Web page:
103 Communities Receive Funds for Energy Efficiency and Clean Energy Projects BOSTON – The Baker-Polito Administration today awarded $13,000,558 in Green Communities competitive grants to 103 municipalities across Massachusetts to fund clean energy projects. With today’s announcement, the Department of Energy Resources (DOER) has awarded over $136 million to Green Communities in Designation Grants and Competitive Grants since 2010. “The Green Communities program continues to make significant progress in helping municipalities reduce their carbon footprint and save on energy costs,” said Governor Charlie Baker. “Our administration is committed to supporting clean energy and energy efficiency efforts that make the Commonwealth’s cities and towns cleaner, healthier, and more affordable places to live.” “As we work to meet our net zero by 2050 emissions goals, the Green Communities program gives our dedicated municipal partners the resources they need to continue making progress in increasing energy efficiency and lowering energy costs,” said Lieutenant Governor Karyn Polito. “We look forward to seeing the continued growth in energy innovation and energy savings that these grants will enable in towns and cities across the Commonwealth.” Under the Green Communities Act, cities and towns must meet five criteria to be designated a Green Community and receive funding. 271 Massachusetts cities and towns have earned the Green Communities designation, which accounts for 84 percent of the Commonwealth’s population. This ninth annual round of DOER Green Communities competitive grants is awarded to existing Green Communities that have successfully invested their initial designation grants and previous competitive grant awards. The grants provide financial support for energy efficiency and renewable energy projects that further the designated communities’ clean energy goals. Grants are capped at $200,000 per municipality. Funding for these grants is available through proceeds from carbon allowance auctions under the Regional Greenhouse Gas Initiative (RGGI). “The Green Communities program helps cities and towns make important investments at the local level to combat climate change by reducing emissions,” said Energy and Environmental Affairs Secretary Kathleen Theoharides. “Air-source heat pumps, ventilation system upgrades, and electric vehicle charging stations are just some of the exciting new projects that these grants will fund in order to increase energy efficiency and clean energy innovation in municipalities across the state.” “Municipalities play a crucial role in achieving the Governor’s ambitious net zero by 2050 emissions target,” said Department of Energy Resources Commissioner Patrick Woodcock. “Today’s announcement is a testament to the hard work and dedication of both the Green Communities team and the many hardworking and dedicated municipal partners across the state who successfully implement these projects that lower energy costs and provide long-term greenhouse gas savings.” The grants announced today fund a range of projects from ventilation system upgrades and high efficiency lighting to the installation of insulation and energy management systems at municipal buildings and facilities. Also included are the installations of air-source heat pumps, hybrid police cruisers, and electric vehicle charging stations. The following municipalities received grant awards:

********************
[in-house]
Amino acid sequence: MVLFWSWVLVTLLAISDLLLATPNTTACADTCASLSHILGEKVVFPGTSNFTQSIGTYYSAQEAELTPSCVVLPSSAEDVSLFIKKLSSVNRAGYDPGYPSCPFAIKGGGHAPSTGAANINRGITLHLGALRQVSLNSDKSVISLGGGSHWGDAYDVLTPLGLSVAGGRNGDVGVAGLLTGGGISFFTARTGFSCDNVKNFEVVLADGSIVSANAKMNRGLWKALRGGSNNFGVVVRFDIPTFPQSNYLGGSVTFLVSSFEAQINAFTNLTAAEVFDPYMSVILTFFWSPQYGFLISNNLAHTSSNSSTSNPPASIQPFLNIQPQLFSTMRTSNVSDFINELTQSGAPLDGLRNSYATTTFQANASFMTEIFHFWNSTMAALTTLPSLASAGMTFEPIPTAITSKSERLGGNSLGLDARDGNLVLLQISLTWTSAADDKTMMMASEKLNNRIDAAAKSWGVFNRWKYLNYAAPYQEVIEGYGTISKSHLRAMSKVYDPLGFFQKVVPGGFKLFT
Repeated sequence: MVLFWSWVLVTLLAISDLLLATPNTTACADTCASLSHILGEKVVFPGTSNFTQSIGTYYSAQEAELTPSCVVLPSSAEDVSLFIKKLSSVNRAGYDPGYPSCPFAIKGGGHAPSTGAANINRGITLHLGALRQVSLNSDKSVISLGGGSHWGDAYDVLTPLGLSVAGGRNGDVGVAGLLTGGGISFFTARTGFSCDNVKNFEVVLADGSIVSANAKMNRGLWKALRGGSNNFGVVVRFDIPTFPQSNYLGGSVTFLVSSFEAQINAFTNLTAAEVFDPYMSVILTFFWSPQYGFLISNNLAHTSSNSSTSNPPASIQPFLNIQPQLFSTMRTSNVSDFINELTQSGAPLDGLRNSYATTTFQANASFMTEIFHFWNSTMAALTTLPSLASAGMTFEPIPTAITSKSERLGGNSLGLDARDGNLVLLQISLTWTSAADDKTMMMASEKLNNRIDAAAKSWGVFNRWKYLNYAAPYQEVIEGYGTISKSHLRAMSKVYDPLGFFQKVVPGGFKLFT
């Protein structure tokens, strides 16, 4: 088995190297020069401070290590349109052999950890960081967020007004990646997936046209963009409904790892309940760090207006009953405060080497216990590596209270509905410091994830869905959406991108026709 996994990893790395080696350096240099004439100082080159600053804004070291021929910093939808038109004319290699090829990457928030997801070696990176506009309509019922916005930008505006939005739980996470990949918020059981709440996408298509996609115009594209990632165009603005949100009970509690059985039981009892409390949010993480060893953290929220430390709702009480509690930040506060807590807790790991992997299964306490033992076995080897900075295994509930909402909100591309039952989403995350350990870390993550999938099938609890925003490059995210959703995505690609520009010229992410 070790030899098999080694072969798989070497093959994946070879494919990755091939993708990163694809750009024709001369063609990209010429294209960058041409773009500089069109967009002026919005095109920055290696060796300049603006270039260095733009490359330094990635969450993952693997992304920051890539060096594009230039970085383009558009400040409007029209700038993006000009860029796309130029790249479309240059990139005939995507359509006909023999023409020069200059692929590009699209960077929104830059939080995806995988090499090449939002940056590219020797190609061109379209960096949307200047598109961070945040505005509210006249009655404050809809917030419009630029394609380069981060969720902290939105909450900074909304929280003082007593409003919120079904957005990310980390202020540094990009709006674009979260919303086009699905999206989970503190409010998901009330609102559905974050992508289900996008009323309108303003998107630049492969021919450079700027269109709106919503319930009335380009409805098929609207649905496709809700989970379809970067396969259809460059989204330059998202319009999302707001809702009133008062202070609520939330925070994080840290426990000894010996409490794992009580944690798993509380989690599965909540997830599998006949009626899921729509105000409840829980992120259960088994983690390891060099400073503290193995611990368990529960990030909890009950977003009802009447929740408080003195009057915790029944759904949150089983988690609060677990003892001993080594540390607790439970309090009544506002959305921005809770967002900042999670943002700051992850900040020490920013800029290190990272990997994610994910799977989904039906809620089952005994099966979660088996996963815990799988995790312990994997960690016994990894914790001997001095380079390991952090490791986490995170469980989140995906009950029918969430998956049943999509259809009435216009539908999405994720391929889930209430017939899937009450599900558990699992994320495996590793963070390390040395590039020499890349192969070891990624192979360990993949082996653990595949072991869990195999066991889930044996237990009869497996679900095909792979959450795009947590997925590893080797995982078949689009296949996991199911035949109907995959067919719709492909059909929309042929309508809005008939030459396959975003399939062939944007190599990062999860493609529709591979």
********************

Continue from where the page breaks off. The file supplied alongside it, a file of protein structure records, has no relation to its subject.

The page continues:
. . . Medfield $139,316 . . .

  All Green Communities commit to reducing municipal energy consumption by 20 percent over five years. These commitments amount to collective savings of 2,534,787 MMBtu, energy use equivalent to heating and powering nearly 20,000 homes and reducing greenhouse gas (GHG) emissions by 233,640 tons, equivalent to taking over 45,000 cars off the road. For additional information on awarded projects and funding amounts, please see here.

42 confirmed, 1 active

August 27, 2020 01:45 PM

The Board of Health has announced the following case numbers of COVID-19 in Medfield: 42 confirmed, 1 active Read on

Click here for more information

New Mutants opens Friday

Maisie Williams, Henry Zaga, Blu Hunt, Charlie Heaton and Anya Taylor-Joy in ‘The New Mutants.’
Maisie Williams, Henry Zaga, Blu Hunt, Charlie Heaton and Anya Taylor-Joy in ‘The New Mutants.’

I think I know those two locations – so cool.

Trailer is at

Hearty soups for MFC come September

From the Medfield Food Cupboard –


Put a Little Love in Your Shopping Cart this September

Almost six months have passed since Massachusetts began experiencing the full impact of the COVID-19 pandemic. During this time, the Medfield Food Cupboard has worked steadfastly  and successfully to continue its mission of providing supplemental and emergency food to all Medfield residents in need.

As we approach the Fall, we are once again in need of several essential shelf-stable food items. “Due to low inventories of these items at the Food Cupboard, we are reaching out to our neighbors for their support through a month-long, targeted food drive starting September 1st,” noted Abby Marble, Director of Food Donations. 

The Food Cupboard’s most needed food items are: hearty soups, rice pilaf, solid white tuna in water, canned fruits in juice, canned or jarred tomato products, macaroni & cheese and grape jelly. “September, coincidently, is Hunger Action Month – a month where people all over America stand together to fight hunger. With this said, we are asking folks to please consider purchasing these needed food items for our clients. This food drive will help feed our neighbors in need,” continued Marble. “We are so grateful for the community’s ongoing and committed support — our community is truly remarkable.”